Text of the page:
BIDEN’S MONDAY: The president is at Camp David and will receive the President’s Daily Brief there.



PHOTO OF THE DAY: Taliban fighters take control of the Afghan presidential palace in Kabul after Afghan President Ashraf Ghani fled the country on Sunday, Aug. 15. | Zabi Karimi/AP Photo


MODERATES NOT MOLLIFIED, via WSJ’s Eliza Collins and Kristina Peterson: “Passage of such a rule [to tie the infrastructure bill to the budget resolution] is expected to move the infrastructure bill forward procedurally, but not pass it, according to an aide to [Speaker NANCY] PELOSI. … But in a statement Sunday night, the nine centrist House Democrats indicated Mrs. Pelosi’s suggestion didn’t go far enough and they wanted to see the infrastructure bill passed before voting on the budget framework.

“‘While we appreciate the forward procedural movement on the bipartisan infrastructure agreement, our view remains consistent: We should vote first on the Bipartisan Infrastructure Framework without delay and then move to immediate consideration of the budget resolution,’ the nine Democrats said in the joint statement.”

— More from Bloomberg’s Billy House and Emily Wilkins: “House Democrats scheduled a caucus call for Tuesday at noon as they seek to resolve differences over the path forward and the sequencing of Biden’s two-track approach.”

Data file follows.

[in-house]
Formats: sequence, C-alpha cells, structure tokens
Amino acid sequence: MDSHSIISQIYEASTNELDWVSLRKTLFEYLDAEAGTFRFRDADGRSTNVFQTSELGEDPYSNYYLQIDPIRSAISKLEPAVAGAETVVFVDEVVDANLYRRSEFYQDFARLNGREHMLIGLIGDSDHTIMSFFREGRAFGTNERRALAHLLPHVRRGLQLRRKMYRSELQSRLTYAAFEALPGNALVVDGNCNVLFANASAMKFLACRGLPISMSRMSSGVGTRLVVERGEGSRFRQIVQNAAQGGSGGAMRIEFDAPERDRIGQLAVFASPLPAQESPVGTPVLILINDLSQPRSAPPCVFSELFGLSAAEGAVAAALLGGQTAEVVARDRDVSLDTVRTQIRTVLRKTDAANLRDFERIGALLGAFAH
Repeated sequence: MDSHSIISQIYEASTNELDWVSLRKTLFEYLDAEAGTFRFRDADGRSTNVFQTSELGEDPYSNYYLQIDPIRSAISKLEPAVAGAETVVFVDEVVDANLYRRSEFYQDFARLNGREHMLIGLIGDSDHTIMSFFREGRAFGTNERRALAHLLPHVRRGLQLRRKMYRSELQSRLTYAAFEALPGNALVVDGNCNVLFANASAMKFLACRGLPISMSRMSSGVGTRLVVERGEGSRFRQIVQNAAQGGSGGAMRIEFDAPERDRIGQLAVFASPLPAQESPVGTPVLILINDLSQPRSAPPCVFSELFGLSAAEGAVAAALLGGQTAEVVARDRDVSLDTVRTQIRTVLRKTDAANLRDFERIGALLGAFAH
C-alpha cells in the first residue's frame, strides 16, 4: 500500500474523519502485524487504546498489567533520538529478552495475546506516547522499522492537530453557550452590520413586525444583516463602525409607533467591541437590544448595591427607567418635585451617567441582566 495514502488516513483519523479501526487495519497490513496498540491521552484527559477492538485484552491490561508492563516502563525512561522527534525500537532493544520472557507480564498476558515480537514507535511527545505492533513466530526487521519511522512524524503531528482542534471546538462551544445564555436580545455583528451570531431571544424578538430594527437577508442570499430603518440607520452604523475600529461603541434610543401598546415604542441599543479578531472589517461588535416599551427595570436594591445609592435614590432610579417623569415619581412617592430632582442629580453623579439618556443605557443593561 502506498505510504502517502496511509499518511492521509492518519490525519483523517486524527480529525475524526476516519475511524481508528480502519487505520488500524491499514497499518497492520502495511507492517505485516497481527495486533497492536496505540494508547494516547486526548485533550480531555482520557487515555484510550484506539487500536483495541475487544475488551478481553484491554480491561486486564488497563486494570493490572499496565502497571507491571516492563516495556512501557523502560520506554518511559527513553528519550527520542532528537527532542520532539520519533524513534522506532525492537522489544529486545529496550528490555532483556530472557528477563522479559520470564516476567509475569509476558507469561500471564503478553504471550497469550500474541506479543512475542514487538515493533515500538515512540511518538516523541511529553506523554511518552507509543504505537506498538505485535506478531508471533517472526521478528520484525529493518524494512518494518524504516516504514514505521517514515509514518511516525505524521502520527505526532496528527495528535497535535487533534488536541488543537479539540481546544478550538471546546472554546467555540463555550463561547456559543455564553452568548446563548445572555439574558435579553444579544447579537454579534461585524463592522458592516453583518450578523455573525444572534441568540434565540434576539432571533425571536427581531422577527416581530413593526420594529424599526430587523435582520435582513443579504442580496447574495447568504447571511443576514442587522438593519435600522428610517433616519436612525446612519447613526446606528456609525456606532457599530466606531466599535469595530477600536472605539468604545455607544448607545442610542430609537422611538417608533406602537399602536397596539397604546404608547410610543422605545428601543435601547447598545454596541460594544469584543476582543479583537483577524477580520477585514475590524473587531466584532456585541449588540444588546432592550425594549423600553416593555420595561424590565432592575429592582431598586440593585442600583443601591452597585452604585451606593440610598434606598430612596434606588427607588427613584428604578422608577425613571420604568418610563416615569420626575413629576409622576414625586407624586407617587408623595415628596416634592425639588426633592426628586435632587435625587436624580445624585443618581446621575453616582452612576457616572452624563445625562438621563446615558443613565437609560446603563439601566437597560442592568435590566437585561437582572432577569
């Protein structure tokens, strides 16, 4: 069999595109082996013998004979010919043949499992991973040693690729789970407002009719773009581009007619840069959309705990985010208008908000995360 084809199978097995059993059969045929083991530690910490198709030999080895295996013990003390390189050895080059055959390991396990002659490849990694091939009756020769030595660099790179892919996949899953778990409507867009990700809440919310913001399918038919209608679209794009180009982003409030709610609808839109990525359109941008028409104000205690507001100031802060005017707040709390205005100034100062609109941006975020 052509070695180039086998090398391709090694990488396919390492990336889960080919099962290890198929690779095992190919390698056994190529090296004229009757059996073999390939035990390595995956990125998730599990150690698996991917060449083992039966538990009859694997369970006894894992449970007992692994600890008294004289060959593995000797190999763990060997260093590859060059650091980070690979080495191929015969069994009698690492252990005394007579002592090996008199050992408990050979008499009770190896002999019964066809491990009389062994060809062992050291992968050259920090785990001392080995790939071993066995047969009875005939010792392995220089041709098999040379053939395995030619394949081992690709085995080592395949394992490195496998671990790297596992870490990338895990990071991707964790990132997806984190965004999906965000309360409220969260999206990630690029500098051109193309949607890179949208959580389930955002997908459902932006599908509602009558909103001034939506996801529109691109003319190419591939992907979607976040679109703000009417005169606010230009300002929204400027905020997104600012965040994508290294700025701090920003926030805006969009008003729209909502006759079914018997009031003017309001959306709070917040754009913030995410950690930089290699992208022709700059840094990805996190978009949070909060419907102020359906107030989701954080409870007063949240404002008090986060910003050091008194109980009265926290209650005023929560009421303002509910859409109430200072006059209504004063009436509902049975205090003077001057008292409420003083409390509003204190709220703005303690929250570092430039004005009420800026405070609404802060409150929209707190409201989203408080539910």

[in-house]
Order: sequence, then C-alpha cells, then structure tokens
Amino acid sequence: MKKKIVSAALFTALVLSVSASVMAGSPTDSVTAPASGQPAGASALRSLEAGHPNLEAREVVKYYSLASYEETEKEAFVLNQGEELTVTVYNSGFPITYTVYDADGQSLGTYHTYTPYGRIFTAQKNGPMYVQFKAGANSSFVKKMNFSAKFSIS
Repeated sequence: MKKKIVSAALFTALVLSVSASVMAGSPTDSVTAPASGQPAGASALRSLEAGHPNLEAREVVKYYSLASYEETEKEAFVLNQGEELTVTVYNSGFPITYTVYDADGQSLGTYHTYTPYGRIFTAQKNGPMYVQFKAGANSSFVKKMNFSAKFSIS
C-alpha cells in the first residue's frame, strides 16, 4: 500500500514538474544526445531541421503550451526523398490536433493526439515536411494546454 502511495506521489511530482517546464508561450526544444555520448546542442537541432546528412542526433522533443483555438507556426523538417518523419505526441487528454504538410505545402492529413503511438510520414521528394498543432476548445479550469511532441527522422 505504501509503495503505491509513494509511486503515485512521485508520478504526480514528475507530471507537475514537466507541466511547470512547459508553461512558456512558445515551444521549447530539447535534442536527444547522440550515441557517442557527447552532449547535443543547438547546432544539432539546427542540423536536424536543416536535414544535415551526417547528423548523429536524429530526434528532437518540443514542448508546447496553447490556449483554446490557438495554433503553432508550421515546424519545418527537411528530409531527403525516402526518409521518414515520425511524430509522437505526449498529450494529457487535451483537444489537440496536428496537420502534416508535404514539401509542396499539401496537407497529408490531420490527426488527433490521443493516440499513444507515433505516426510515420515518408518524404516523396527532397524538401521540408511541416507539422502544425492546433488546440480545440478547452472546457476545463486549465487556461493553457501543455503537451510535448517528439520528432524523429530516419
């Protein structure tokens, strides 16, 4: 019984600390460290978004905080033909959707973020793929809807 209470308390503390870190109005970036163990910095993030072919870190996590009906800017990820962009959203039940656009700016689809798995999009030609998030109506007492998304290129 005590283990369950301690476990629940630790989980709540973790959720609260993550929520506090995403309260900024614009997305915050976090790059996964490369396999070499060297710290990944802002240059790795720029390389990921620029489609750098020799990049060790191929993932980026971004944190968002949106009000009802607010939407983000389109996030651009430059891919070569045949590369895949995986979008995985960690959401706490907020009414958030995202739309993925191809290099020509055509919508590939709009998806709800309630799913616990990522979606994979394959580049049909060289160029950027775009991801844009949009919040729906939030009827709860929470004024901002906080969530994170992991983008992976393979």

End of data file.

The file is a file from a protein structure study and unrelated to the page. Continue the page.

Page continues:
PRESSURE BUILDS ON TARIFFS — “Corporate America grows impatient on Biden’s China trade review,” by Gavin Bade: “Nearly eight months into his presidency, America’s largest corporations are voicing frustration that Biden has not rolled back any of former President Donald Trump’s major tariffs, particularly the duties on $350 billion worth of Chinese imports.

“Other than announcing a top-to-bottom China review in January, Biden’s administration has given little indication how it will handle trade issues with its chief global rival. That has corporations leaning on Congress to pass relief on tariffs and trade restrictions this fall. … ‘If the Biden administration wants to make the case that they have a different approach, it’s time to lay out the strategy they have promised,’ said ANNA ASHTON, vice president at the U.S.-China Business Council, which represents more than 250 corporations that do business in both countries.”


A SEA CHANGE IN THE GOP — “The GOP waves the white flag on the gay marriage wars,” by Meridith McGraw: “To mark the beginning of Pride Month this year, Republican National Committee chairwoman RONNA MCDANIEL did what party leaders do on these types of occasions: She sent out a tweet. ‘Happy #PrideMonth!’ she wrote, ‘@GOP is proud to have doubled our LGBTQ support over the last 4 years, and we will continue to grow our big tent by supporting measures that promote fairness and balance protections for LGBTQ Americans and those with deeply held religious beliefs.’